Stuart Birkin is general manager, Glasgow, at CTM a global travel management company and one of nearly 200 exhibitors who’ll be at Business Travel Show Europe, 28-29 June 2023 at ExCeL, London.
Have you decided it’s time to get serious about your company’s business travel?
Maybe more of your company is travelling, or your travellers are going on more trips with complex itineraries. Whatever the reason, it might be a good time to think about working with a travel management company who will look after everything for you.
The question is, how do you choose one that that’s right for you, that’s going to improve your bottom line and, more importantly, achieve your company’s business travel goals?
I’ve worked with CTM for over 10 years and CTM has served a wide range of customers around the world for over 28 years. In that time, we’ve guided many growing businesses through the initial stages of creating and submitting a Request for Proposal (RFP) for business travel management.
In this blog, I’m going to highlight five easy steps to help you get started and save time and effort along the way, which could be better spent elsewhere.
1. Begin at the end
Ask yourself, what result is your company hoping to achieve? Why do you want to source professional management of your business travel?
Is it because you’re growing and have more travellers and trips to manage? Is it because your travellers have started to visit high-risk locations? Are you and your accounts team fed up with undocumented expense reporting? Are you experiencing leakage because you don’t have a travel policy? In other words, you don’t know what’s being spent where and whether it complies with company guidelines.
If it’s all of the above – and more – a great place to start is with prioritising your top 3-5 objectives. This will help you focus on critical elements, streamline the process, and make the most of your efforts.
2. Engage your stakeholders
If you can identify a small group of internal stakeholders who have an interest in improving your travel processes, it’s key to get them onside early on. Be sure to include peers and leaders from finance and administration, too, as they’ll be invaluable in helping to review your initial objectives (Step 1) and identifying requirements from a departmental level.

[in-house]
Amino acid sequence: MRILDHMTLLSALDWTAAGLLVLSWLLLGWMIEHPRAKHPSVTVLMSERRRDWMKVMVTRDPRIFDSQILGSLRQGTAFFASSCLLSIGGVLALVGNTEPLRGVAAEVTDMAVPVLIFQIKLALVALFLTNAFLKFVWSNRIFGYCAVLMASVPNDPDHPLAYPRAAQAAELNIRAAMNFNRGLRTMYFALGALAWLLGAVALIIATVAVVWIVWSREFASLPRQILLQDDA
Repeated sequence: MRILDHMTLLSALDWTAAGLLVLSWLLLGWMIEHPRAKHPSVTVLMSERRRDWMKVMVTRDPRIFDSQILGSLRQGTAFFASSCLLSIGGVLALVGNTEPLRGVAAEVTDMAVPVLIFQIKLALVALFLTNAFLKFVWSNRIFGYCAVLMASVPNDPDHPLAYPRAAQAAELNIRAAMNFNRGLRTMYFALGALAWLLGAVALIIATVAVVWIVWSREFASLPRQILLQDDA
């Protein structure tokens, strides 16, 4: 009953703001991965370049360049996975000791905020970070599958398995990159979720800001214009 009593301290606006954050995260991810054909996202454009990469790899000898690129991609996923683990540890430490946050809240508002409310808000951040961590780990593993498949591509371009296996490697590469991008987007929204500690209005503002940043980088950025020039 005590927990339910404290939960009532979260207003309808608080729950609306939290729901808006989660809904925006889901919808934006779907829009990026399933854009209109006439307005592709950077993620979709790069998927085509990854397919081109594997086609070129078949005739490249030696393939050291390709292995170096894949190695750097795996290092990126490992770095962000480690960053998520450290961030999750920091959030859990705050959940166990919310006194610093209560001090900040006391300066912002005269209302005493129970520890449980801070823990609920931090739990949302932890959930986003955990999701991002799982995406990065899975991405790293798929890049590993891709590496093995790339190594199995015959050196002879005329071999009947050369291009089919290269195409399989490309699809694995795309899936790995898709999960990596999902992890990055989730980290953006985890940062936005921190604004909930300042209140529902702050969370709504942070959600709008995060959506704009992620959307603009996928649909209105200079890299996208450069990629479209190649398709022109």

3. Gather as much data as possible
You may not yet have a detailed approach to data collection in place, so I’d suggest talking to your travellers, the people who are actually on the road.
Ask them to help you identify their current travel habits and spending records. The more data you can share on your RFP about your current travel will allow bidding agencies to tailor offers to your needs, address areas of concern, and identify opportunities to create efficiencies or improve service.
4. Invite the right potential partners
While your initial instinct may be to outreach to every potential partner in the market for a diverse set of options, this can be extremely overwhelming for a business that’s new to the process and could actually be time-draining and lead to decision paralysis.
Submitting and reviewing RFPs is time-consuming, and if you’re wearing many hats (like many PAs, EAs and office admins are) then sifting through the multitude of paperwork isn’t the most efficient way to spend your time.
Instead, start by comparing your objectives to market information on providers, then invite a smaller selection with greater potential to meet your needs. For more info, read our blog: 5 tips for electing a travel management company
5. Financials: Compare apples to apples
Always include a financial offer template for all bidders to complete. With so many potential pricing models in the industry, this allows you to easily compare complex offers side by side against the same measures. Allow bidders to include creative offers to demonstrate unconventional approaches to meeting your goals but include a set of core expectations and consistent pricing elements to assist in identifying your total cost of ownership with each offer.